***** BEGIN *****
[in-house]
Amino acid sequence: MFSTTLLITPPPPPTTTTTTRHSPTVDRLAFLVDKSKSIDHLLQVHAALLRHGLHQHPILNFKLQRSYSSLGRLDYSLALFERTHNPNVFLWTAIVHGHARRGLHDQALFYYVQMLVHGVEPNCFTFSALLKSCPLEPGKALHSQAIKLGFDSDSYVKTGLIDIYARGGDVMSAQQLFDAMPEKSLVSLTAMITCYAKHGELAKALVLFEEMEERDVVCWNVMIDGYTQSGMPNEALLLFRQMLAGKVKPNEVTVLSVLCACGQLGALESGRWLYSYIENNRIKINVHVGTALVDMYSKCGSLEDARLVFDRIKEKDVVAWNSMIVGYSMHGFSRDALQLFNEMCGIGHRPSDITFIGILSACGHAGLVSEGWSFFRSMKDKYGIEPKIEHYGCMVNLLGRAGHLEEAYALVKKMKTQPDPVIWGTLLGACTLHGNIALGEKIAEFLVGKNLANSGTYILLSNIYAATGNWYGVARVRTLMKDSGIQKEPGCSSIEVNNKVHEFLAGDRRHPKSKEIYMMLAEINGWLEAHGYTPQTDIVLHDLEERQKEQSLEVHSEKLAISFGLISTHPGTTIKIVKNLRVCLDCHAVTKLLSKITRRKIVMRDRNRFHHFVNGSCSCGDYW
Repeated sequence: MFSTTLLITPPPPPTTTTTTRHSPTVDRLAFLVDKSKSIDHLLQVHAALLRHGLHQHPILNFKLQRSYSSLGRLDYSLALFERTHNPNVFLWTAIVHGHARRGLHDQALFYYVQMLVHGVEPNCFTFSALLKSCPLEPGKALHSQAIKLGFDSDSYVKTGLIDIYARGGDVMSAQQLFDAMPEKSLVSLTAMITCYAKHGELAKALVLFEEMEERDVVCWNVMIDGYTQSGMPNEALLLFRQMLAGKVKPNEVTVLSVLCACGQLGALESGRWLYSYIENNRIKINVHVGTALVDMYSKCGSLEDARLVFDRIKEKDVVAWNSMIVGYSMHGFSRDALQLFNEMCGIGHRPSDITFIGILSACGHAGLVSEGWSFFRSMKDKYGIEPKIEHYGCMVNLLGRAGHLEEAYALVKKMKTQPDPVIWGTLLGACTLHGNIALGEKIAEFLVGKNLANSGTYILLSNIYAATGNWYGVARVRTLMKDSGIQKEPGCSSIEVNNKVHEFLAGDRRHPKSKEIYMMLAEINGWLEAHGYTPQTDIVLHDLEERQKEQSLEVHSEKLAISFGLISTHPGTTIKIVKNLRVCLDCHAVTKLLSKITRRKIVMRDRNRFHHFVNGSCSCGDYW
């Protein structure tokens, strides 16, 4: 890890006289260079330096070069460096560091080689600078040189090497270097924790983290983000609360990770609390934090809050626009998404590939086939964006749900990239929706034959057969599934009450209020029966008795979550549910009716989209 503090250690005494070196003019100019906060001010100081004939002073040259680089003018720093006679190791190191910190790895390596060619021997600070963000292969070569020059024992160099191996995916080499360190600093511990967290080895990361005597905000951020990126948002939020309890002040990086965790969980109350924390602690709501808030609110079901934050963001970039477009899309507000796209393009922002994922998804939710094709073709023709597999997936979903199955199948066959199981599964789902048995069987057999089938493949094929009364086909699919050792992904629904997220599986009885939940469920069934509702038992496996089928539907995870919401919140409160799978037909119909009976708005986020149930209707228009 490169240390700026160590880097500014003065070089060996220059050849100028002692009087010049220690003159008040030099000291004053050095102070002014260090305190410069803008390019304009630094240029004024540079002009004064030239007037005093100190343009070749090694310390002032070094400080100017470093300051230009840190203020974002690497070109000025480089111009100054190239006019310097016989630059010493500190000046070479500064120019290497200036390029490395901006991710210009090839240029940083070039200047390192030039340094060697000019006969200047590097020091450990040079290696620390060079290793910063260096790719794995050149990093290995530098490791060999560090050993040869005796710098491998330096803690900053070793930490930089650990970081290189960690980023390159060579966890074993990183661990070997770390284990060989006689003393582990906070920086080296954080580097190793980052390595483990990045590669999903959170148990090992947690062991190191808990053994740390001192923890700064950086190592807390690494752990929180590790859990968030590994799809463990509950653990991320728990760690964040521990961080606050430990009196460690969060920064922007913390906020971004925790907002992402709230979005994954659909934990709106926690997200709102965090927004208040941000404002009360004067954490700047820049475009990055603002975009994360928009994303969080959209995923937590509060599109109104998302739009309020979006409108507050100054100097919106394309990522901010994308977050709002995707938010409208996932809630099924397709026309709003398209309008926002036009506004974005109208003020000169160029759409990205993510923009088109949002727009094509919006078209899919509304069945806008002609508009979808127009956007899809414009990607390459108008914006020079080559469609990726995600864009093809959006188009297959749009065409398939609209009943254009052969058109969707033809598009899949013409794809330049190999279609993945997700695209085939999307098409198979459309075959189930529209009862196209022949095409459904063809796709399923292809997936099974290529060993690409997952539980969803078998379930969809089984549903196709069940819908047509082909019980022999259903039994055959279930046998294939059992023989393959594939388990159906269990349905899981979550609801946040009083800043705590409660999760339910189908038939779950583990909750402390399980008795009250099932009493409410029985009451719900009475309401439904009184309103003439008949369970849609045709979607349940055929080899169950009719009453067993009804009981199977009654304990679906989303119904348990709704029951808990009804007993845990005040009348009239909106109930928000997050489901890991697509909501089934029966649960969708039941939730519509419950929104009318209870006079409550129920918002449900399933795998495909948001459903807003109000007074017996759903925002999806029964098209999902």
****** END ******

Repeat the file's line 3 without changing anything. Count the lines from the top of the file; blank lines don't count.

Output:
Repeated sequence: MFSTTLLITPPPPPTTTTTTRHSPTVDRLAFLVDKSKSIDHLLQVHAALLRHGLHQHPILNFKLQRSYSSLGRLDYSLALFERTHNPNVFLWTAIVHGHARRGLHDQALFYYVQMLVHGVEPNCFTFSALLKSCPLEPGKALHSQAIKLGFDSDSYVKTGLIDIYARGGDVMSAQQLFDAMPEKSLVSLTAMITCYAKHGELAKALVLFEEMEERDVVCWNVMIDGYTQSGMPNEALLLFRQMLAGKVKPNEVTVLSVLCACGQLGALESGRWLYSYIENNRIKINVHVGTALVDMYSKCGSLEDARLVFDRIKEKDVVAWNSMIVGYSMHGFSRDALQLFNEMCGIGHRPSDITFIGILSACGHAGLVSEGWSFFRSMKDKYGIEPKIEHYGCMVNLLGRAGHLEEAYALVKKMKTQPDPVIWGTLLGACTLHGNIALGEKIAEFLVGKNLANSGTYILLSNIYAATGNWYGVARVRTLMKDSGIQKEPGCSSIEVNNKVHEFLAGDRRHPKSKEIYMMLAEINGWLEAHGYTPQTDIVLHDLEERQKEQSLEVHSEKLAISFGLISTHPGTTIKIVKNLRVCLDCHAVTKLLSKITRRKIVMRDRNRFHHFVNGSCSCGDYW